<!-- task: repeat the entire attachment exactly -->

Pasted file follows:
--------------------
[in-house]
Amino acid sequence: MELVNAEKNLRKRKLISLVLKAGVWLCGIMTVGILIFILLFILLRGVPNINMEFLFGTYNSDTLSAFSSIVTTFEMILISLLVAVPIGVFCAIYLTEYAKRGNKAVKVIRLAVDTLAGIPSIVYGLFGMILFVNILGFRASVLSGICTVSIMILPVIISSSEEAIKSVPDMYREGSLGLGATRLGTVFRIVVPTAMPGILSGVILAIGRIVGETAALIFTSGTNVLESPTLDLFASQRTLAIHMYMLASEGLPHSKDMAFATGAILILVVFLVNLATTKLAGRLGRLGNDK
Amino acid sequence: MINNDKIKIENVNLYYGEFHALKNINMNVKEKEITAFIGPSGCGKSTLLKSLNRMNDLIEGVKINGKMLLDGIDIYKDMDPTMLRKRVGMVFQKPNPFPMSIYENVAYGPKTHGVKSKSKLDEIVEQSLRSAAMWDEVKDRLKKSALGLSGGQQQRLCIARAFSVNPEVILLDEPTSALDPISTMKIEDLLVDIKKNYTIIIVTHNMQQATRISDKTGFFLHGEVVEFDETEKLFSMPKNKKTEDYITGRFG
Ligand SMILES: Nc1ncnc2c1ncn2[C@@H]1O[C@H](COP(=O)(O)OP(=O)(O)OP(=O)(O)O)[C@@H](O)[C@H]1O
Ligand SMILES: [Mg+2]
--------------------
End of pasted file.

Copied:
[in-house]
Amino acid sequence: MELVNAEKNLRKRKLISLVLKAGVWLCGIMTVGILIFILLFILLRGVPNINMEFLFGTYNSDTLSAFSSIVTTFEMILISLLVAVPIGVFCAIYLTEYAKRGNKAVKVIRLAVDTLAGIPSIVYGLFGMILFVNILGFRASVLSGICTVSIMILPVIISSSEEAIKSVPDMYREGSLGLGATRLGTVFRIVVPTAMPGILSGVILAIGRIVGETAALIFTSGTNVLESPTLDLFASQRTLAIHMYMLASEGLPHSKDMAFATGAILILVVFLVNLATTKLAGRLGRLGNDK
Amino acid sequence: MINNDKIKIENVNLYYGEFHALKNINMNVKEKEITAFIGPSGCGKSTLLKSLNRMNDLIEGVKINGKMLLDGIDIYKDMDPTMLRKRVGMVFQKPNPFPMSIYENVAYGPKTHGVKSKSKLDEIVEQSLRSAAMWDEVKDRLKKSALGLSGGQQQRLCIARAFSVNPEVILLDEPTSALDPISTMKIEDLLVDIKKNYTIIIVTHNMQQATRISDKTGFFLHGEVVEFDETEKLFSMPKNKKTEDYITGRFG
Ligand SMILES: Nc1ncnc2c1ncn2[C@@H]1O[C@H](COP(=O)(O)OP(=O)(O)OP(=O)(O)O)[C@@H](O)[C@H]1O
Ligand SMILES: [Mg+2]